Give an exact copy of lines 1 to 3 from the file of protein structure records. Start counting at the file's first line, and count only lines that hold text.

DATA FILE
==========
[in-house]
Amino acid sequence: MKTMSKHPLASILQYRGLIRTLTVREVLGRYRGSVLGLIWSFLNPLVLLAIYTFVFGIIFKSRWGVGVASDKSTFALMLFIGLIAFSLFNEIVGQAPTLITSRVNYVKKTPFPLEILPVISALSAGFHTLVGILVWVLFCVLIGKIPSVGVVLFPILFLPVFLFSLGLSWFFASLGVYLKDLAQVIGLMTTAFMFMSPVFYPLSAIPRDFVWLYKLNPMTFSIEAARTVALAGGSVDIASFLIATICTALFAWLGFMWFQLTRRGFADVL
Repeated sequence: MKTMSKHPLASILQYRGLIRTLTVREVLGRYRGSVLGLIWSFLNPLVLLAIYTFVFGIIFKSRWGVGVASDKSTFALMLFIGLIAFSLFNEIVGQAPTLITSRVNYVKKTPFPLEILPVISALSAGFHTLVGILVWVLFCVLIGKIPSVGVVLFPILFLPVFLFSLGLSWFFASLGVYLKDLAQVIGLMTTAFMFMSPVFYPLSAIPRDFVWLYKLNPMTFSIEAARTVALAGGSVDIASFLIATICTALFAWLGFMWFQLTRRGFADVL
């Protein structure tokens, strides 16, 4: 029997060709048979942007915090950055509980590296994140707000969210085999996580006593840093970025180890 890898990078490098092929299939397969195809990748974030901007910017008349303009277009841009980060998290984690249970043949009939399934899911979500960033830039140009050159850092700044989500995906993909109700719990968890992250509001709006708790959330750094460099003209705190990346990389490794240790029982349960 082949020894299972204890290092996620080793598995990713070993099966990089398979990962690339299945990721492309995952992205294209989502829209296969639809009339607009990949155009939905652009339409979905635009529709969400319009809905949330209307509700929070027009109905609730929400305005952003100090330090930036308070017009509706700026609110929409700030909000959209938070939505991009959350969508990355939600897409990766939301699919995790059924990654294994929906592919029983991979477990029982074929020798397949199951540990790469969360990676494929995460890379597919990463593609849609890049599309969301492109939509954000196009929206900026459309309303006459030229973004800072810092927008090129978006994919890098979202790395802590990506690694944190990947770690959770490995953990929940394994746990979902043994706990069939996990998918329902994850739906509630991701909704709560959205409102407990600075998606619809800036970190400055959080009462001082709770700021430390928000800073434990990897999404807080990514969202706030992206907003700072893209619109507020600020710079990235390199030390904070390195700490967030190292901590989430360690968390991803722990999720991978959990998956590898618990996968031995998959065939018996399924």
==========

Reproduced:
[in-house]
Amino acid sequence: MKTMSKHPLASILQYRGLIRTLTVREVLGRYRGSVLGLIWSFLNPLVLLAIYTFVFGIIFKSRWGVGVASDKSTFALMLFIGLIAFSLFNEIVGQAPTLITSRVNYVKKTPFPLEILPVISALSAGFHTLVGILVWVLFCVLIGKIPSVGVVLFPILFLPVFLFSLGLSWFFASLGVYLKDLAQVIGLMTTAFMFMSPVFYPLSAIPRDFVWLYKLNPMTFSIEAARTVALAGGSVDIASFLIATICTALFAWLGFMWFQLTRRGFADVL
Repeated sequence: MKTMSKHPLASILQYRGLIRTLTVREVLGRYRGSVLGLIWSFLNPLVLLAIYTFVFGIIFKSRWGVGVASDKSTFALMLFIGLIAFSLFNEIVGQAPTLITSRVNYVKKTPFPLEILPVISALSAGFHTLVGILVWVLFCVLIGKIPSVGVVLFPILFLPVFLFSLGLSWFFASLGVYLKDLAQVIGLMTTAFMFMSPVFYPLSAIPRDFVWLYKLNPMTFSIEAARTVALAGGSVDIASFLIATICTALFAWLGFMWFQLTRRGFADVL